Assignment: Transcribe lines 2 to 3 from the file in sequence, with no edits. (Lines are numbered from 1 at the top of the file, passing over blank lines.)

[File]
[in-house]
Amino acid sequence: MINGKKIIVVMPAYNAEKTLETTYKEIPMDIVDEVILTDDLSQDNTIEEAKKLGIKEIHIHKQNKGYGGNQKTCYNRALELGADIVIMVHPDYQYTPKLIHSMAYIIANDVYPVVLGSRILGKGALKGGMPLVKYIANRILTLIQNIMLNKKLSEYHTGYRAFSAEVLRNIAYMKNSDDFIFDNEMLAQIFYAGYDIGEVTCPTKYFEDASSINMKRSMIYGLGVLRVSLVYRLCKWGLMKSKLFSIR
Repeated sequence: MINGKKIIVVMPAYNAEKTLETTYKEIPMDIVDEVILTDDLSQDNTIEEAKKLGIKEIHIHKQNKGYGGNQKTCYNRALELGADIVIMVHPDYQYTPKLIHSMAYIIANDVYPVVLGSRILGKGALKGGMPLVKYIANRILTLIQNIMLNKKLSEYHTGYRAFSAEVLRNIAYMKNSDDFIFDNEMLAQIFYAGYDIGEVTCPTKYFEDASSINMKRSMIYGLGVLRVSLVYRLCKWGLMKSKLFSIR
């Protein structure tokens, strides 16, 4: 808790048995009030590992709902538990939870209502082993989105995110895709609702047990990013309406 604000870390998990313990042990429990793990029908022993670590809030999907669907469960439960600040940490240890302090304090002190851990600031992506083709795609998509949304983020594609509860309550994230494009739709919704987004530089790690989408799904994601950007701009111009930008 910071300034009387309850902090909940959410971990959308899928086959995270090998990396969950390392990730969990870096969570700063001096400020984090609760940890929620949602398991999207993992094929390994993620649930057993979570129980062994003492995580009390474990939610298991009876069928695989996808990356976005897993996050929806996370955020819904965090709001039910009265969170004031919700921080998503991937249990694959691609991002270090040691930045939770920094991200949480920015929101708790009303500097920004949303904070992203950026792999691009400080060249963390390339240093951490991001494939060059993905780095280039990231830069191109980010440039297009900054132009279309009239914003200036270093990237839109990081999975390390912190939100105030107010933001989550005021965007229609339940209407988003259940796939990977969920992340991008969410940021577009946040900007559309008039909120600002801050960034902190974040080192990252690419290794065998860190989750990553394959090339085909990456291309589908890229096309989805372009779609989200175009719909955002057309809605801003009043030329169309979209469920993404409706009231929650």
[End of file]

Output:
Amino acid sequence: MINGKKIIVVMPAYNAEKTLETTYKEIPMDIVDEVILTDDLSQDNTIEEAKKLGIKEIHIHKQNKGYGGNQKTCYNRALELGADIVIMVHPDYQYTPKLIHSMAYIIANDVYPVVLGSRILGKGALKGGMPLVKYIANRILTLIQNIMLNKKLSEYHTGYRAFSAEVLRNIAYMKNSDDFIFDNEMLAQIFYAGYDIGEVTCPTKYFEDASSINMKRSMIYGLGVLRVSLVYRLCKWGLMKSKLFSIR
Repeated sequence: MINGKKIIVVMPAYNAEKTLETTYKEIPMDIVDEVILTDDLSQDNTIEEAKKLGIKEIHIHKQNKGYGGNQKTCYNRALELGADIVIMVHPDYQYTPKLIHSMAYIIANDVYPVVLGSRILGKGALKGGMPLVKYIANRILTLIQNIMLNKKLSEYHTGYRAFSAEVLRNIAYMKNSDDFIFDNEMLAQIFYAGYDIGEVTCPTKYFEDASSINMKRSMIYGLGVLRVSLVYRLCKWGLMKSKLFSIR